Issue
Volume
21
Number
1
Year
2008
Contact
Cornell University
222 Day Hall
Ithaca, NY 14853-2801
 
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E: VP Research
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At Cornell

“Positive Affect” for Positive Results
 

Sage Hall

Studying the Effect of “Positive Affect,” or Happy Feelings, on Recovery

Patients Under Study
Isen and Charlson

(l.) Mary Charlson, Center for Complementary and Integrative Medicine, WCMC, (r.) Alice Isen, Johnson Graduate School of Management / Psychology

Can positive affect and self-affirmation help patients keep up their determination to practice the healthy behaviors they chose to follow? Positive affect refers to happy feelings that are induced by everyday events, which a person could experience in the normal course of a day’s activities. Our research groups [Alice M. Isen, Johnson Graduate School of Management/Psychology, and Mary E. Charlson, Center for Complementary and Integrative Medicine, Weill Cornell Medical College (WCMC)] joined forces to study three classes of patients: cardiac catheter-ization, asthma, and hypertensive African-American males.

Cognitive Processes

My research group at the Cornell-Ithaca campus has been looking at how positive affect influences cognitive processes such as problem solving, working memory, cognitive flexibility (the ability to consider multiple aspects of problems and situations at the same time and respond appropriately to the full situation), and processes that are influenced by these abilities, such as social interaction, negotiation, decision making, and self-control. In previous work, my group found that positive affect fosters innovation, creative problem solving, and the ability to resolve conflicting situations in mutually satisfying ways, but it also reduces risk taking in dangerous situations.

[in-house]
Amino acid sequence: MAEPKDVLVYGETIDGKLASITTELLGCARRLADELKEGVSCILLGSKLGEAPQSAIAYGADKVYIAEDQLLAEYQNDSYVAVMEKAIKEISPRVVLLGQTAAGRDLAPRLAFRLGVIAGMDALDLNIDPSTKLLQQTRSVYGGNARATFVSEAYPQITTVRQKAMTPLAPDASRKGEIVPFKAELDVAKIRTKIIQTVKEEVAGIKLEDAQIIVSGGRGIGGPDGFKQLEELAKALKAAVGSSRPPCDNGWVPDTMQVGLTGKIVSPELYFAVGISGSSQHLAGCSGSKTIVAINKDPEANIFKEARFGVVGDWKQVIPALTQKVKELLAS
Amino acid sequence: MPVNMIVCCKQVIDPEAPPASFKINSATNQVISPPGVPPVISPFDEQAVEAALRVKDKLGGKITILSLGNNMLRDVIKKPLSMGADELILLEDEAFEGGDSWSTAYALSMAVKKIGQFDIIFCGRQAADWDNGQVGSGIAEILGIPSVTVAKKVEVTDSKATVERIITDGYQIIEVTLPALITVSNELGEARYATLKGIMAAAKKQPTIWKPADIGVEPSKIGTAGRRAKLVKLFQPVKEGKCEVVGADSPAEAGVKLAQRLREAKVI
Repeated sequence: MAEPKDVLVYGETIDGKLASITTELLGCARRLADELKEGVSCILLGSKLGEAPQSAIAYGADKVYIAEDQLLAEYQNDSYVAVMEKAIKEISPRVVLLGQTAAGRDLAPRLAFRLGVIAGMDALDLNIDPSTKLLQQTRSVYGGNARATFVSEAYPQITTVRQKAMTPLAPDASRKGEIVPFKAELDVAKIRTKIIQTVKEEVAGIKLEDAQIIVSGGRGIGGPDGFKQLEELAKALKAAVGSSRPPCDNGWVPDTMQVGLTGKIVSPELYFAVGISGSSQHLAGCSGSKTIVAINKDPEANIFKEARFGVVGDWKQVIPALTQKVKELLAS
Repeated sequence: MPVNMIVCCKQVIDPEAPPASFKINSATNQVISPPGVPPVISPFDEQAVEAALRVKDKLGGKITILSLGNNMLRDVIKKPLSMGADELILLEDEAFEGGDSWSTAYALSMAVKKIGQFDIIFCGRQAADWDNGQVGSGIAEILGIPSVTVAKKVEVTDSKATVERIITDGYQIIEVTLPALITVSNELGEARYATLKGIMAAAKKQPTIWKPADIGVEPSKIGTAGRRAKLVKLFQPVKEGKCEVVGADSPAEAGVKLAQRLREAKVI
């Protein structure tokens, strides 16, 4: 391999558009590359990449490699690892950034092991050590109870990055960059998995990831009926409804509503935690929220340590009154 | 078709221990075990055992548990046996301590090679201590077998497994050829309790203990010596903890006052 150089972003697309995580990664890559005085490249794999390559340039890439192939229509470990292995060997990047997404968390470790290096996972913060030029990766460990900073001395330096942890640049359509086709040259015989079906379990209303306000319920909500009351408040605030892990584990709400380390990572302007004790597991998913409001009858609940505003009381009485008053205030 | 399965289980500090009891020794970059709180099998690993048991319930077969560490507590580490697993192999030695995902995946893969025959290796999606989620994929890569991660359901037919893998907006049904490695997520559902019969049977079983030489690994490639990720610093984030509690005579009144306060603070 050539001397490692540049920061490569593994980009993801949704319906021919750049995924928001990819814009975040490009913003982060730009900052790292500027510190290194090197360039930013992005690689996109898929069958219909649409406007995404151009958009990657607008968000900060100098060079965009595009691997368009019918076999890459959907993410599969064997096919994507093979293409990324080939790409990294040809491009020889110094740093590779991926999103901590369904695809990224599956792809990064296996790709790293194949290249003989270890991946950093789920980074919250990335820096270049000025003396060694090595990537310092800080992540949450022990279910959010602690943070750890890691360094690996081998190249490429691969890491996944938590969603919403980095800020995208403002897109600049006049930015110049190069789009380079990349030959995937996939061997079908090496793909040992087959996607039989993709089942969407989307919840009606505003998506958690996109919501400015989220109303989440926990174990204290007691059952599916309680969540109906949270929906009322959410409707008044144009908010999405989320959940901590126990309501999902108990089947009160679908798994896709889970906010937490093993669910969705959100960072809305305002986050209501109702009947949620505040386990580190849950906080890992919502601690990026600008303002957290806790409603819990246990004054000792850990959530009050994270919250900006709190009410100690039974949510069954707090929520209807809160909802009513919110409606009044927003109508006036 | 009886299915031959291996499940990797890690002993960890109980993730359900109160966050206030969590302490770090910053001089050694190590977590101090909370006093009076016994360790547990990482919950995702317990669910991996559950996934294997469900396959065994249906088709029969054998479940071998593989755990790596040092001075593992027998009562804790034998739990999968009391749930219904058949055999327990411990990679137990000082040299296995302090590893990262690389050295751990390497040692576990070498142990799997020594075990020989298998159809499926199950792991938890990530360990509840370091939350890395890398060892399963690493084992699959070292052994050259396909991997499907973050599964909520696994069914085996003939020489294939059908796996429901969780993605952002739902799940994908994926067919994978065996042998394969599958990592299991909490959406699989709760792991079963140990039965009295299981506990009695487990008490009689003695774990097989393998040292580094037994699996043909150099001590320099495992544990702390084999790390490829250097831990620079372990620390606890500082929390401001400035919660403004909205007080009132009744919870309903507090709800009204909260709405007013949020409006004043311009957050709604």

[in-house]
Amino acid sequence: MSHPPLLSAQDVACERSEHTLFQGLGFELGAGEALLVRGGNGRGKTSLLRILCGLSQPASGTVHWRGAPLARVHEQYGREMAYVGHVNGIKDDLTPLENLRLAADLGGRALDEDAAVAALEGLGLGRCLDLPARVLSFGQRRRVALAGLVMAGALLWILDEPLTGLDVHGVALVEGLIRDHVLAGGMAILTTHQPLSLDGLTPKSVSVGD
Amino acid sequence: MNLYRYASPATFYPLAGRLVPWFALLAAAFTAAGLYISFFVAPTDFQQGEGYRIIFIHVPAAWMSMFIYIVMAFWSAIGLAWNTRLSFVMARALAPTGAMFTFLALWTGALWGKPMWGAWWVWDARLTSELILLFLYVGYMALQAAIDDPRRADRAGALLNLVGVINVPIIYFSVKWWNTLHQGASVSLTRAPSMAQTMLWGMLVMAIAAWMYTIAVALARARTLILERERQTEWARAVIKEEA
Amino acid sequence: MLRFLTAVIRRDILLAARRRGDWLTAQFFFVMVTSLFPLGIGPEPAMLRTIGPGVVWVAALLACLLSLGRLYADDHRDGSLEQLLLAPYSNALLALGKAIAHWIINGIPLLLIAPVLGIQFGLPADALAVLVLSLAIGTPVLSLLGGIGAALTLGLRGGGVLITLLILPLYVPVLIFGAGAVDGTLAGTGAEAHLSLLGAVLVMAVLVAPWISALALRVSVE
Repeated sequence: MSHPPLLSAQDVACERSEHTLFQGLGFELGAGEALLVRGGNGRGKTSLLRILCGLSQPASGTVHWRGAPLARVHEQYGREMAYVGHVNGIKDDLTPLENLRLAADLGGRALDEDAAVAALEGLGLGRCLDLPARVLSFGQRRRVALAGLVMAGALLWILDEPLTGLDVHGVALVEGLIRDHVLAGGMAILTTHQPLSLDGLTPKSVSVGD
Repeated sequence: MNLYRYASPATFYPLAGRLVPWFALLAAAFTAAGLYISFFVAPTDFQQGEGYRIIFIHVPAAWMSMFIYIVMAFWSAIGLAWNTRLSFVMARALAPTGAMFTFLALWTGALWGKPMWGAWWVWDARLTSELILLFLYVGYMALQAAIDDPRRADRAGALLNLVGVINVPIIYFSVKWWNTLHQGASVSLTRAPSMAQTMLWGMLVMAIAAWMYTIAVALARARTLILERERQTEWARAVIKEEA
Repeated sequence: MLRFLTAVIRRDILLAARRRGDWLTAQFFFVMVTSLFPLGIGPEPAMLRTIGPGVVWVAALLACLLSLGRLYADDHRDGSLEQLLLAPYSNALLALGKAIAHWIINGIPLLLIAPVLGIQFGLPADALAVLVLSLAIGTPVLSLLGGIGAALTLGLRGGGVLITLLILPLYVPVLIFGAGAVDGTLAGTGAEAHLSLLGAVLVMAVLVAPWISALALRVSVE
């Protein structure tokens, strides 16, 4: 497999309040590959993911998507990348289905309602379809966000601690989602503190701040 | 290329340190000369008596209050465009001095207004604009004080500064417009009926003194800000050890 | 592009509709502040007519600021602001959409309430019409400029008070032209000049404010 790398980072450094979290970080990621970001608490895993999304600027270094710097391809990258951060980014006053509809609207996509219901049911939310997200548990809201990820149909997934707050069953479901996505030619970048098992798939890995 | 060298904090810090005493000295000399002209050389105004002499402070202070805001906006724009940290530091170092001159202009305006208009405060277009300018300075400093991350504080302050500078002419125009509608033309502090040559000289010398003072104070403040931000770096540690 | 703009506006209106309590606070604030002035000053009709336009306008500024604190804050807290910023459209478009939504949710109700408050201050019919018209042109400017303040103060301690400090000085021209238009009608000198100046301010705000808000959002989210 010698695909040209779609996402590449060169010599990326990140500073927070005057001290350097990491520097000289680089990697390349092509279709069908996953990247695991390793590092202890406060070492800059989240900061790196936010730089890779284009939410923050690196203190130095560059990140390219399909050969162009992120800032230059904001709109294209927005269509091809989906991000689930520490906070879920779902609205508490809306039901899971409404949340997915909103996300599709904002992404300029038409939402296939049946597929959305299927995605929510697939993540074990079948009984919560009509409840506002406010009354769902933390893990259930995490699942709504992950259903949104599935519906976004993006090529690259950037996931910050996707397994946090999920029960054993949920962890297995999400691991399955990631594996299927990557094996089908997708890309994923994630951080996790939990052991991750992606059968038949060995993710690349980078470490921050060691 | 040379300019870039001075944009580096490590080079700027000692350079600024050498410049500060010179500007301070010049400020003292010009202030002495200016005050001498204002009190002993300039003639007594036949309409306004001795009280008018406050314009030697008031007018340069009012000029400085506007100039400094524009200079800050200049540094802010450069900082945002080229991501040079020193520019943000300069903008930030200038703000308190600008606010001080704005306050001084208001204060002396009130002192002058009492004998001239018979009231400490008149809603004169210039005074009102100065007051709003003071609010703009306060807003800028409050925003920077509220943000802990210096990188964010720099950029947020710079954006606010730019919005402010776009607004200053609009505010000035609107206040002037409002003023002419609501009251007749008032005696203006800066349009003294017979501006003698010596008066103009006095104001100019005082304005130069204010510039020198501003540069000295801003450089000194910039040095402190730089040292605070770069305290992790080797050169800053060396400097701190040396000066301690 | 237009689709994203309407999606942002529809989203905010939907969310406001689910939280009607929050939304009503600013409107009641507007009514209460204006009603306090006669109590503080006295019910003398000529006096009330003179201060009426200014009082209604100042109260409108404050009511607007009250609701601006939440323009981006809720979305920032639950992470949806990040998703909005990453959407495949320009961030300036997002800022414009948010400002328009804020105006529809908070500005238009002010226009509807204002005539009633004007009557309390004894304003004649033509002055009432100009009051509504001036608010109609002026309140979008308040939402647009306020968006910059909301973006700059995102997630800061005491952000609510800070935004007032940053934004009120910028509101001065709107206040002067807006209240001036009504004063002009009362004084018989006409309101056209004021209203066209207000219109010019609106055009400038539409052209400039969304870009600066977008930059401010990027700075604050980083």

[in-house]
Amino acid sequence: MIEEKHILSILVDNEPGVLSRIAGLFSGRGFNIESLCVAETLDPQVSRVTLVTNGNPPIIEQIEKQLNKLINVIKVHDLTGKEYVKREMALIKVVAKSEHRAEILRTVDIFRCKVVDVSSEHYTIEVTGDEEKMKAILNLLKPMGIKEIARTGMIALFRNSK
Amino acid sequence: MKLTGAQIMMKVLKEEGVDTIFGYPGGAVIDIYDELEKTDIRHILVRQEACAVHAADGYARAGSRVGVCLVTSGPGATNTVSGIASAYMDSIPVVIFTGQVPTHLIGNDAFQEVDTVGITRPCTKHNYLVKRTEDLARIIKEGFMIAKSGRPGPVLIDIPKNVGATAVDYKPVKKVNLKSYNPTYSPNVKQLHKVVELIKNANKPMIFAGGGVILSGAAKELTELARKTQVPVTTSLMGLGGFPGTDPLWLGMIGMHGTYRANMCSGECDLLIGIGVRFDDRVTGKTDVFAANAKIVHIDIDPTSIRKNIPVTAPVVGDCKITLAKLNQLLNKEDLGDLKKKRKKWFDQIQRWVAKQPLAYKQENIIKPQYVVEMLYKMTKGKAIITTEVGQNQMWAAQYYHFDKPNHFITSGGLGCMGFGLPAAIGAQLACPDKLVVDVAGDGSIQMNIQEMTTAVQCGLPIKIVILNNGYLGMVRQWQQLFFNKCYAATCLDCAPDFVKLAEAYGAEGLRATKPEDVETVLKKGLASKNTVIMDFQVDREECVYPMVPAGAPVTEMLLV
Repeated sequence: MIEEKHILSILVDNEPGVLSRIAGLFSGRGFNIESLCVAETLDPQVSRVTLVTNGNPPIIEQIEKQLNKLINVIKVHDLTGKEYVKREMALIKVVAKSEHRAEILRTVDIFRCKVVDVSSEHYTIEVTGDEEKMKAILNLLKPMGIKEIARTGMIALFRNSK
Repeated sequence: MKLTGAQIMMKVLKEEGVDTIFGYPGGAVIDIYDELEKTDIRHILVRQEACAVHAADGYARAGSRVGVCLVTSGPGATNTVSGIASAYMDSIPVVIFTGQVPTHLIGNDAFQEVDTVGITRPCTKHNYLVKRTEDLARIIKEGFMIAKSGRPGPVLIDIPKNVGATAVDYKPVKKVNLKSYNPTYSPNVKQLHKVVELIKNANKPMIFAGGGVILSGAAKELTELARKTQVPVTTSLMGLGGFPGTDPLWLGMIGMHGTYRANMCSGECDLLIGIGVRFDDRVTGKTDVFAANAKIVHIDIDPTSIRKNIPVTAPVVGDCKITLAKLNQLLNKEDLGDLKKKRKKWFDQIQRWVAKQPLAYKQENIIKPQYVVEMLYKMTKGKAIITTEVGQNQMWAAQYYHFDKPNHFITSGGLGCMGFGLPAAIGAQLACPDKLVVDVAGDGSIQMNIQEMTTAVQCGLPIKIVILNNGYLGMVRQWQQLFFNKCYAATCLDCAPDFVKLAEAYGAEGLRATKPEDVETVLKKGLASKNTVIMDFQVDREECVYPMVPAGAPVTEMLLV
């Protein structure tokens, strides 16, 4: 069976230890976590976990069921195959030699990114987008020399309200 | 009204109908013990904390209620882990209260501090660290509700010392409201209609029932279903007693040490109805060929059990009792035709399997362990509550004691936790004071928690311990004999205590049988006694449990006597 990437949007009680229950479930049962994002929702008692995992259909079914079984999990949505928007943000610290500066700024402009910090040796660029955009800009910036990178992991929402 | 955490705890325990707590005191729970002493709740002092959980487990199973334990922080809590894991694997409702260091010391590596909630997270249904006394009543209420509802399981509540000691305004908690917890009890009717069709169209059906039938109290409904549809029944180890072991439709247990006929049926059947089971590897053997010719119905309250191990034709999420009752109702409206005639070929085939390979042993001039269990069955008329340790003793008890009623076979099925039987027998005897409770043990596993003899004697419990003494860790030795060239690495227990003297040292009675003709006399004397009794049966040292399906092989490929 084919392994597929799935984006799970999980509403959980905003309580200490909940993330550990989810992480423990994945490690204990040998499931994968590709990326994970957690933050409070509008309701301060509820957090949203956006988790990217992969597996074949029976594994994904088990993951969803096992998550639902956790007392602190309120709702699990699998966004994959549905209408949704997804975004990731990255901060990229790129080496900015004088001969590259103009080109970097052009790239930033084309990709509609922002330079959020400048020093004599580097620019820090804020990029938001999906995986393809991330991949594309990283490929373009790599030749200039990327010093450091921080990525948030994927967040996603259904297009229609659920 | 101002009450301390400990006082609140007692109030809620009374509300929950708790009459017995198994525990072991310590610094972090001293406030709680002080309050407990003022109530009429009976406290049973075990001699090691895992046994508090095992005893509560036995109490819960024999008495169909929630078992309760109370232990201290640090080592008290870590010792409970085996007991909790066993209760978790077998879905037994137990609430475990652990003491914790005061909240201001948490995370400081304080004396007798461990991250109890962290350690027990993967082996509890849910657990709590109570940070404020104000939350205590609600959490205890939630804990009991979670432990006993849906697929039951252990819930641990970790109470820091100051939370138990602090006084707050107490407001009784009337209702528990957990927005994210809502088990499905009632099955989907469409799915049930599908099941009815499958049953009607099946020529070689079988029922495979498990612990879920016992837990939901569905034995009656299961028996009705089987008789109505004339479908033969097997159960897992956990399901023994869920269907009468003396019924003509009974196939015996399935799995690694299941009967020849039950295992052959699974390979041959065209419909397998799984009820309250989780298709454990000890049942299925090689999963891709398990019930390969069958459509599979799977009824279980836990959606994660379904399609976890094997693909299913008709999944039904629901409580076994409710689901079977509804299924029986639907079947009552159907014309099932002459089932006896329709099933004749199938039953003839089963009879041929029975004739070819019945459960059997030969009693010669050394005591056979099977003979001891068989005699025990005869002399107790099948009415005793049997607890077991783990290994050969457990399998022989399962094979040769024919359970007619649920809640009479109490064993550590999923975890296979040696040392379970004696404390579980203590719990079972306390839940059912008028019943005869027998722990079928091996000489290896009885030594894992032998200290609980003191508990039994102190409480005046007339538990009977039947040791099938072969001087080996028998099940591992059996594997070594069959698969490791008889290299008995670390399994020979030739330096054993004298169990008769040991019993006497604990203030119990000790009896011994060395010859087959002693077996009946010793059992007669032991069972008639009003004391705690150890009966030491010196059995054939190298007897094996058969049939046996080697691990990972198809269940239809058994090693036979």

Clinicians’ Diagnostic Processes

The Isen group has also shown that positive affect leads people to be more open to considering all the information relevant to the problem, not just information that fits with a person’s preconceptions. For example, in two studies in which we investigated clinicians' diagnostic processes, we found that physicians in whom positive affect had been induced before undertaking a diagnostic problem recognized the domain of the illness more readily than control participants in whom positive affect had not been induced. Most importantly, this group was significantly less likely than the control group to distort or ignore information that did not fit with their initial diagnostic hypothesis. The physicians in the positive-affect condition, even though they recognized the correct domain of the illness earlier than the controls, were not more likely to jump to conclusions about the specific illness, show premature closure, ignore important information, or in any way show impaired thinking.

 

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